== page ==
Monday, February 28, 2011

More Good News

Since I last posted, Daxton has been seen by all of his doctors/specialists again.  They all gave glowing reports.  The pediatric surgeon replaced the g-tube with a mic-key button that - after getting used to the new tubing - is much easier to use.  The last stitch that was hanging on and creating a little abscess situation finally came out so the site is looking much better.  I actually had to put the button back in after the doctor took it out so I could learn how.  I guess these things fall out occasionally and the hole will close within a couple hours if the button isn't put back in right away.  Very strange experience shoving a device into a hole in my son's stomach!  But Daxton didn't seem to mind, so I was OK!
Mic-key button.  We just hook the tubing to the button when we need it and then disconnect when we're done.  It is not nearly as bulky as the g-tube, and he can actually have a bath with this (as soon as we get the spare.) :)
The neurosurgeon said the shunt looks good and is maybe working a little too well.  We have to keep Daxton lying down when possible to keep the shunt from draining off too much fluid.   He will have another MRI in a couple months to check things out a little closer.  (I wish it was sooner.)  But, she was very pleased with how Daxton looks and acts.

The GI doc is very happy with Daxton's weight gain.  (In fact, Trent says we are done with that doc.  "We don't need to pay someone to tell us he is gaining weight!  We can see that ourselves!"  He's right!)

The speech therapist/feeding specialist said Daxton is doing "fantastic" and he continues to advance with the volume of his feeds.  He is finishing most of his bottles by himself.  Usually it is only the meds that go in the tube.  Very convenient!  We still vent with the tube during feeds so he can "burp" while eating to avoid pressure buildup (a few of the other boys are jealous!), but we can stop doing that when I feel Daxton is ready.  Or at least try and see how it goes.  The kids get quite a kick out of the tube "burps" and we even got an unexpected spray when Daxton sneezed during a feeding the other day!  Eeeww!!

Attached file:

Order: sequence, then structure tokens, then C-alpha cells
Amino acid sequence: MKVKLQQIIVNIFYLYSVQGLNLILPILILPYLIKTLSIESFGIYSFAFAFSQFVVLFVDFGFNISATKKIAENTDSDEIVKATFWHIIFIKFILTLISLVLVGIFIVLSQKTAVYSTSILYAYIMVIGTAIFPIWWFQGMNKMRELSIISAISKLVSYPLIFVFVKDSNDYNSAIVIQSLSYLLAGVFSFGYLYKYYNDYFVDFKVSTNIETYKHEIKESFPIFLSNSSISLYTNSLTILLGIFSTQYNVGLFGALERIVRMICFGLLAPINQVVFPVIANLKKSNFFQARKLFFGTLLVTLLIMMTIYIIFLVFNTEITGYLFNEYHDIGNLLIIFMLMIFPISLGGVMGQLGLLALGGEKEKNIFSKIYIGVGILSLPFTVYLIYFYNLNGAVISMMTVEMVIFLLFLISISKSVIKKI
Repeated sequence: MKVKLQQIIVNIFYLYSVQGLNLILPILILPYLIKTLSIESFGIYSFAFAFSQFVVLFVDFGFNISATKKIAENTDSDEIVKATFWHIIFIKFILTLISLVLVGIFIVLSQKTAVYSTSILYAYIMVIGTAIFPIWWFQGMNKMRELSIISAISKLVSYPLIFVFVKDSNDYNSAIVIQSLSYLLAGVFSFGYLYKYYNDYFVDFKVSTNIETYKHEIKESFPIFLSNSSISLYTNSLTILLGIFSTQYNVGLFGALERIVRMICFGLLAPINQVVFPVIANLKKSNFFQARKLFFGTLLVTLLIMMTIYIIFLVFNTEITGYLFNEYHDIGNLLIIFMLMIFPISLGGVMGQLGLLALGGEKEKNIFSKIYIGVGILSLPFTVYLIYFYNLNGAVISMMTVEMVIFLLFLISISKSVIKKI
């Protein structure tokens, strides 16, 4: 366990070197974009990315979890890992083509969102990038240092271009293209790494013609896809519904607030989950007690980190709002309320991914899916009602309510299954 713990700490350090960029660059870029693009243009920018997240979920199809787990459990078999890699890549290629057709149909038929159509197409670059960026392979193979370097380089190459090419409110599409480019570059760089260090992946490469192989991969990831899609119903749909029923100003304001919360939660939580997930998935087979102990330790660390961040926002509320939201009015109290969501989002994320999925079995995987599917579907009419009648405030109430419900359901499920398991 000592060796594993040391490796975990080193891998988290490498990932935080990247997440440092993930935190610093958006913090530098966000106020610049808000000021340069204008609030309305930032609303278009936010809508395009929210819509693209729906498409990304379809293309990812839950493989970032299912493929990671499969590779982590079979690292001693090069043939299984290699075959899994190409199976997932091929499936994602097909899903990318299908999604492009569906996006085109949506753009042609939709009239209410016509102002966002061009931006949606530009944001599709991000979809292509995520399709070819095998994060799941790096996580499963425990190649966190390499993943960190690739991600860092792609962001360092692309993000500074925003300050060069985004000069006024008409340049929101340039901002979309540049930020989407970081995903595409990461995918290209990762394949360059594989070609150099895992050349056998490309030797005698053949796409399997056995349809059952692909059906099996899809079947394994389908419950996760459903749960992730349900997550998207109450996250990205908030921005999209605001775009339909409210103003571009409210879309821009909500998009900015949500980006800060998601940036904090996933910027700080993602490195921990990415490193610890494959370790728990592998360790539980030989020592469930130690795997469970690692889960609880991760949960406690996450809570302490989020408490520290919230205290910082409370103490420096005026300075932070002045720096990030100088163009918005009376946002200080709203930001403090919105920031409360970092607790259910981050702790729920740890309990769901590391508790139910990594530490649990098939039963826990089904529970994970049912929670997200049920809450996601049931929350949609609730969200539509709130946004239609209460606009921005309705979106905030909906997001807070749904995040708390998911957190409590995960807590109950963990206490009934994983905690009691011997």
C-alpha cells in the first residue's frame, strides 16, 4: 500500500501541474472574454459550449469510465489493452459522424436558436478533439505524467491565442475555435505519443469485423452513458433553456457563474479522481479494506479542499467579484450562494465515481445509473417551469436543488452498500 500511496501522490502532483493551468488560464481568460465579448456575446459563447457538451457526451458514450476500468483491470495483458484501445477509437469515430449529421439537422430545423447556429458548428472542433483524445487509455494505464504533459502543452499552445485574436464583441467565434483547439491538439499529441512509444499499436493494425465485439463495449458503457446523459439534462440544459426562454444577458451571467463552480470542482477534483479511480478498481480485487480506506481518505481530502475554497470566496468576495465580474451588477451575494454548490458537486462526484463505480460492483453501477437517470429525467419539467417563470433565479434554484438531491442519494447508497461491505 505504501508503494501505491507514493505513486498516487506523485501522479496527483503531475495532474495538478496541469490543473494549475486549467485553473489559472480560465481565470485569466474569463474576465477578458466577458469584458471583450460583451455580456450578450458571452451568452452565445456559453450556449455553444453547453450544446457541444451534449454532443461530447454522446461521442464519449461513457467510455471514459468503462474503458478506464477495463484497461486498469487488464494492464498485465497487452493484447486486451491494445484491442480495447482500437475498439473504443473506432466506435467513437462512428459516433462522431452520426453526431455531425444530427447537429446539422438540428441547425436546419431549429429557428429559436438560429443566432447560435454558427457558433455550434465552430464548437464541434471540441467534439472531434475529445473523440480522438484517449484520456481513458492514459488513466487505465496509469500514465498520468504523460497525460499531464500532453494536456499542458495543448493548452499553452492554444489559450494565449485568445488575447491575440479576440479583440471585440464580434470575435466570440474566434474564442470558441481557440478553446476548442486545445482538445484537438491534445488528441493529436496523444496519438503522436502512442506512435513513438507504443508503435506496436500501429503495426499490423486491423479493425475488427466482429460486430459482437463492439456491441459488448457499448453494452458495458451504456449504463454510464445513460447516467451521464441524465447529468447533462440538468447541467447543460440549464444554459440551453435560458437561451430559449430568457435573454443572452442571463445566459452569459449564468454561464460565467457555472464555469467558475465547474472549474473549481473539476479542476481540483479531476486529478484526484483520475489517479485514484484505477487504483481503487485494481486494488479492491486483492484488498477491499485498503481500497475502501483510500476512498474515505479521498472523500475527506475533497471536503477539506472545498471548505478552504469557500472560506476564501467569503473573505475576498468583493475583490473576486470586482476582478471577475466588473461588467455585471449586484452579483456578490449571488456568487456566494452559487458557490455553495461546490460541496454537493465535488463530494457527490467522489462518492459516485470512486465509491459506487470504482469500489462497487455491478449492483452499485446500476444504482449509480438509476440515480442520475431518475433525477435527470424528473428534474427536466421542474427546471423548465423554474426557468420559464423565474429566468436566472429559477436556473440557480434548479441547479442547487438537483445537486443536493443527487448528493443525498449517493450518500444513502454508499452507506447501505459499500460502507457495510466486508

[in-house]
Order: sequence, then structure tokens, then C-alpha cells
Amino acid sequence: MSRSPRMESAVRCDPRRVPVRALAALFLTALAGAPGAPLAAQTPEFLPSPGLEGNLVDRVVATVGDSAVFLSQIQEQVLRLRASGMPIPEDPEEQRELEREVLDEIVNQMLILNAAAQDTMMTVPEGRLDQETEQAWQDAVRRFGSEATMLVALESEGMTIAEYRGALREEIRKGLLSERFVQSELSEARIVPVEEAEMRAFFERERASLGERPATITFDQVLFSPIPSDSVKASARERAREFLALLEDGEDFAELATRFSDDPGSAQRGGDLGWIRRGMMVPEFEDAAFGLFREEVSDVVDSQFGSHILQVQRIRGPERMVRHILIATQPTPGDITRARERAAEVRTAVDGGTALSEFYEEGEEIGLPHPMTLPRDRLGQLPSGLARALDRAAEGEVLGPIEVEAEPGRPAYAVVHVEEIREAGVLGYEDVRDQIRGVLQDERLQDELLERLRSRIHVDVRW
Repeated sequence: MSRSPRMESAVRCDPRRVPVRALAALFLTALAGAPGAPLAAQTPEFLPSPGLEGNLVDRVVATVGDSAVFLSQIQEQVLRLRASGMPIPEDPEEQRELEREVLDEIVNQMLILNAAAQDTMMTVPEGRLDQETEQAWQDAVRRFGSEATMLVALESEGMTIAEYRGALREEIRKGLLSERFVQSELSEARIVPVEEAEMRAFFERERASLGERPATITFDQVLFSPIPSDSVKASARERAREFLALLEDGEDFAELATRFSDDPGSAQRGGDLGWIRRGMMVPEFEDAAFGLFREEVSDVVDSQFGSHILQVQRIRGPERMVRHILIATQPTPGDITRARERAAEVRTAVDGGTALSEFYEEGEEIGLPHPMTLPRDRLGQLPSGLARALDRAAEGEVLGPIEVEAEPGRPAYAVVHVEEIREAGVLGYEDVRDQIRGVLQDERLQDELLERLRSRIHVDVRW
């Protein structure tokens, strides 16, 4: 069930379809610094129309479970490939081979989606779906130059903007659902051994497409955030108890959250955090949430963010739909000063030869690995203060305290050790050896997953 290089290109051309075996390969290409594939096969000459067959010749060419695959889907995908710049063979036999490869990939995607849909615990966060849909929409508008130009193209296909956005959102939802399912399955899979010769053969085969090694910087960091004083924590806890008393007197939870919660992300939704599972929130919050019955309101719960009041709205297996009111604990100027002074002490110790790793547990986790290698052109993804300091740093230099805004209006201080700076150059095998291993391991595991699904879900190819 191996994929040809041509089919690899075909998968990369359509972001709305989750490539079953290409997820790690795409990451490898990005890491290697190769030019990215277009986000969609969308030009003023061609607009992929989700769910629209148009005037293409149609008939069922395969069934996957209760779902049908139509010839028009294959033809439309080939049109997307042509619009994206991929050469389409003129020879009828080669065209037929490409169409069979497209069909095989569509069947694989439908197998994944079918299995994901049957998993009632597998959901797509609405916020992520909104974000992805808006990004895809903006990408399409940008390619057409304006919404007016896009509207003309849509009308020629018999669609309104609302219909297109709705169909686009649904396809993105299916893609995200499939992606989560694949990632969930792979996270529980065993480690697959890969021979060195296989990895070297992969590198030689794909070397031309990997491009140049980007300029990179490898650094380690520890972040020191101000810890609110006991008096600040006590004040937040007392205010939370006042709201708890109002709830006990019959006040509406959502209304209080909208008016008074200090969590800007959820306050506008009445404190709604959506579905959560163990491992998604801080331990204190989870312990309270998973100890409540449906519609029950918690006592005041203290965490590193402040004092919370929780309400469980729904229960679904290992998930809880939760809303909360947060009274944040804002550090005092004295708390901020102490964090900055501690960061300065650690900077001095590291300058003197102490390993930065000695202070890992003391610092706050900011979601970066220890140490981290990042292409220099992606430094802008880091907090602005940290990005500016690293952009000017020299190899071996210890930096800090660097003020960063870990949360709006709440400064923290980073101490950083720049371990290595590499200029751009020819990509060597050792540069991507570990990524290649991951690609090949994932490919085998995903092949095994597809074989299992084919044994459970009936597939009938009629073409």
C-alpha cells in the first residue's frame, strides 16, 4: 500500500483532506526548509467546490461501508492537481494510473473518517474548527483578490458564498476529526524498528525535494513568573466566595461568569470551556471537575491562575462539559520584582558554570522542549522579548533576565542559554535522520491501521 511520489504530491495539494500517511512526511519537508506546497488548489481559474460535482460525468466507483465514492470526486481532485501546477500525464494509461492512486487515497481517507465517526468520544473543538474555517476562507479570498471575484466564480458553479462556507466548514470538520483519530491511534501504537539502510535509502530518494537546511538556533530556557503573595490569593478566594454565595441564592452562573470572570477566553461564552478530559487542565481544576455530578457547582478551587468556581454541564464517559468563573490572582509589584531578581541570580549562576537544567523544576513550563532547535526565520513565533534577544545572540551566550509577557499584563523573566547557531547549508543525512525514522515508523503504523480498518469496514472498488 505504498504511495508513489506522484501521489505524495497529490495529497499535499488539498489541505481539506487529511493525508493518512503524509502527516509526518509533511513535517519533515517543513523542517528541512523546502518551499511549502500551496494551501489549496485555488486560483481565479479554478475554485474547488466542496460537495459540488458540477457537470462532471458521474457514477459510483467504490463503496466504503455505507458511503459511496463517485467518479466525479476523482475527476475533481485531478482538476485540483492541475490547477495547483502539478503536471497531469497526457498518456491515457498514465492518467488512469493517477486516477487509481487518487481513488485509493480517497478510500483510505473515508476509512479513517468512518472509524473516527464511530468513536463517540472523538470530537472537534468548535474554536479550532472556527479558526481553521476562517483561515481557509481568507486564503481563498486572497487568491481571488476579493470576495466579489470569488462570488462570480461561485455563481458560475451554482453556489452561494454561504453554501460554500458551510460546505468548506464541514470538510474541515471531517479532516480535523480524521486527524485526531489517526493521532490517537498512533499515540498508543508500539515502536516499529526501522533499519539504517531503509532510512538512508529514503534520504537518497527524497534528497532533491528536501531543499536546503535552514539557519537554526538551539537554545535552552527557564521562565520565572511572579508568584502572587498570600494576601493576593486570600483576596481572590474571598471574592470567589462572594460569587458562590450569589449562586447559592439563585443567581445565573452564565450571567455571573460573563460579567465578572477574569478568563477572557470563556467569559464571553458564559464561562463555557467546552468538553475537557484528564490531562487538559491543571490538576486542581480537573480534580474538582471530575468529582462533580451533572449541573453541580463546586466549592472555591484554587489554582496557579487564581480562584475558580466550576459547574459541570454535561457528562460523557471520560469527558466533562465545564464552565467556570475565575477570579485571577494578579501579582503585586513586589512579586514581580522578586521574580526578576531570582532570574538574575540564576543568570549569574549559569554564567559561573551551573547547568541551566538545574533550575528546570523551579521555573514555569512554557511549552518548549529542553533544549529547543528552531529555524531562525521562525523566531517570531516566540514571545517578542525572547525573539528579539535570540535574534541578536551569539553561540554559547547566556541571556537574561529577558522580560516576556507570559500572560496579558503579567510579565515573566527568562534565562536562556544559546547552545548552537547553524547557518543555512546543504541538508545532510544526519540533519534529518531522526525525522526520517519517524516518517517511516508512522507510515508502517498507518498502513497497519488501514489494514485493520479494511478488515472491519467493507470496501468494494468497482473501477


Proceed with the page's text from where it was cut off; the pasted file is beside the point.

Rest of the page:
The occupational therapist is also excited about Daxton's progress.  He is holding his head better and better.  He is reaching for and grasping his toys - and then they go straight to his mouth!  We are bumping up therapy to twice a week to start working on some more gross motor tasks like sitting and rolling and stuff like that.  Daxton really likes his therapy because it is basically just play.  It does wear him out though - he sleeps for hours afterword!

Playing at OT.
More interested in Mom's phone than the toy.
 The neurologist said Daxton is doing "amazing" and continues to be surprised with his progress.  He did agree with me that it might be a good idea to get an MRI a little sooner just to make sure that there isn't too much fluid being drained off.  (Too much draining can cause the lining around the brain to kind of "suck in" and pull away from the skull.  That can create bleeding.)  He is going to consult with the surgeon about maybe moving up the MRI, but only because the neurologist is admittedly paranoid and would rather be safe than sorry, not because he thinks there is anything wrong.  When we are talking about avoiding a bleed, paranoid is good!  I like paranoid!